The operation of this machine proceeds as follows. First, all the power equipment in the machine is turned on and continues to operate during the processing of an element. That is to say recirculation pump 40 is turnedon and continues to recirculate developer from compartment 33 to developer spray nozzles 4 and 14. Tap water is fed into spray nozzles 25 and 26 setting the washing cycle into operation. Drive rolls 1, 5, and 17 are set into rotation by appropriate means, not shown, to accept an element when it presents itself. Motor 65 is turned on to activate the belt system. Sun lamps 48 are turned on and remain on while tap water is fed to atomizer spray 51. Photocell 52 is activated and motor 62 is also turned on to start brushes 58 and 60 into rotation. With all appropriate elements of the machine on, the machine is now ready to accept an element for processing.
An imagewise exposed photopolymer lithographic printing plate is introduced into the nip of rollers 1 and 2, and carried into the developer soaking stage after passing under spray 4.
The unpolymerized material on the plate element begins to soften and dissolve by the soaking action, and the plate moves into the nip of rollers 5 and 6. The rigidity of the plate carries it in a horizonal path between the nip of rollers l and 2 and rollers 5 and 6. Contacting microswitch 9 activates roller 11 causing it to move in a downward motion against the top surface of the plate forcing the plate to begin a path into a pool 12 of developer. The downward path of the plate causes a flow 13 of developer to move in a turbulent fashion over the surface of the plate helping to wash away some of the dissolved photopolymer. The plate continues to be driven by drive roll 5, and the plate enters a pool of developer which further softens and dissolves the unpolymerized material. This soaking action is needed to insure proper development of the photopolymer litho plate. The plate exits the pool and is immediately subjected to a developer spray 14 which impinges on the surface of the plate washing away any undissolved 'material which remains on the surface. The plate leaves guidmicroswitch 19 which activates top roll 18 which is in a normally up position and causes roller 18 to come down on the surface of the plate forcing the plate to take a horizonal direction guiding it into the washing stage.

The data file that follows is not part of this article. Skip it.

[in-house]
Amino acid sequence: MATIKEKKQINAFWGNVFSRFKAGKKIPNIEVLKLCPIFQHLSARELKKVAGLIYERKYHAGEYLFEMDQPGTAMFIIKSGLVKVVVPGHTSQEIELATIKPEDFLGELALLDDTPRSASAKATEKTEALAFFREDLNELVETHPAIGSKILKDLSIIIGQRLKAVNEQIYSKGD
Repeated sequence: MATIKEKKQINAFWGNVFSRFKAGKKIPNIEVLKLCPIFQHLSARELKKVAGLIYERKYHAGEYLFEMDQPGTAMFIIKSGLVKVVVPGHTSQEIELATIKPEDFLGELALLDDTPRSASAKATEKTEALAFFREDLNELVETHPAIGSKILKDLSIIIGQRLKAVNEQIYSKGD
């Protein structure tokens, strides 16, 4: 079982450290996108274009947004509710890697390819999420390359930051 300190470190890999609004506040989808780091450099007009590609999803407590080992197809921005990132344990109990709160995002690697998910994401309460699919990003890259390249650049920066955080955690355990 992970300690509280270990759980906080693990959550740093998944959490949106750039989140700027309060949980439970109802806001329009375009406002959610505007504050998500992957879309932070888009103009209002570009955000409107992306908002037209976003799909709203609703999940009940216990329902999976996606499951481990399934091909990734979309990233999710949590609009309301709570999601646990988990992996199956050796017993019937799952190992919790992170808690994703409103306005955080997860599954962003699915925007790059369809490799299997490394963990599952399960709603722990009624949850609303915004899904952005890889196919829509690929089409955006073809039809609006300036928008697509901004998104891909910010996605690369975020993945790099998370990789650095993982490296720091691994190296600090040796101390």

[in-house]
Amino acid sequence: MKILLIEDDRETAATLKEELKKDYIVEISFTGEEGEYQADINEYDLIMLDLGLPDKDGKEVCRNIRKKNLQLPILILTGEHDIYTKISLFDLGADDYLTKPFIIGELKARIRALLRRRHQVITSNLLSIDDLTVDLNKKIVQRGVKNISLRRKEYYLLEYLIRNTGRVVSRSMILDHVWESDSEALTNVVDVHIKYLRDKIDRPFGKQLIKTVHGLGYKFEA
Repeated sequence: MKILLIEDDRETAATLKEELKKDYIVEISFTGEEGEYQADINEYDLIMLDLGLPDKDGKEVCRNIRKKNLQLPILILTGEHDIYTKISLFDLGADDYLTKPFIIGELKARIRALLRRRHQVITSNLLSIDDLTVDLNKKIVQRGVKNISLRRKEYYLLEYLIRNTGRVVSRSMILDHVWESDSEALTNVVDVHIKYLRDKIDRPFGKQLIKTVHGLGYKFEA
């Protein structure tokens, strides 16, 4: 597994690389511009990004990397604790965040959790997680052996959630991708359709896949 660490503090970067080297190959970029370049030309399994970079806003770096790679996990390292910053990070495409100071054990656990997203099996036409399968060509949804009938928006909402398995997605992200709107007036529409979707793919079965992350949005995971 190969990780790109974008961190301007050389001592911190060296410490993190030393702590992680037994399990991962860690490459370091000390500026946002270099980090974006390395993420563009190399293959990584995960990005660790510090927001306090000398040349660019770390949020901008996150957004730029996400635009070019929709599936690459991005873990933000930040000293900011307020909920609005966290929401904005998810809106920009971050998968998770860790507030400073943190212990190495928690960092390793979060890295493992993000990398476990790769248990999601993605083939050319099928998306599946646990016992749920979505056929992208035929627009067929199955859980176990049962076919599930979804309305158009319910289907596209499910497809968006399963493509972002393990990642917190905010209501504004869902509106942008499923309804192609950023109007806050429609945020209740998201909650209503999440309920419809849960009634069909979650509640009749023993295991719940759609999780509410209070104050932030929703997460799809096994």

The washing stage operates in a fashion similar to the developing stage. Upon leaving the nip of rolls 17 and 18 the plate contacts microswitch 21 which forces roller 23 down on the top surface of the plate flexing the plate and causing it to take a downward path into a pool 24 of water. During its downward travel the surface of the plate is subjected to a scrubbing type water spray 25. This washes away excess unpolymerized material remaining on the plate. The plate progresses through a pool 24 of water and upon exit is subjected to impinging water from spray nozzle 26 which is a spray serving merely as a rinse.
Leaving the washing stage the plate contacts microswitch 27 which forces roller 29 down against the top surface of the plate flexing the plate in a horizonal direction and causing the plate to be fed onto horizonal belt 30. Through the washing cycle the plate is directed by a guide shield 16A and the plate is pushed through the washing cycle by drive roller 17.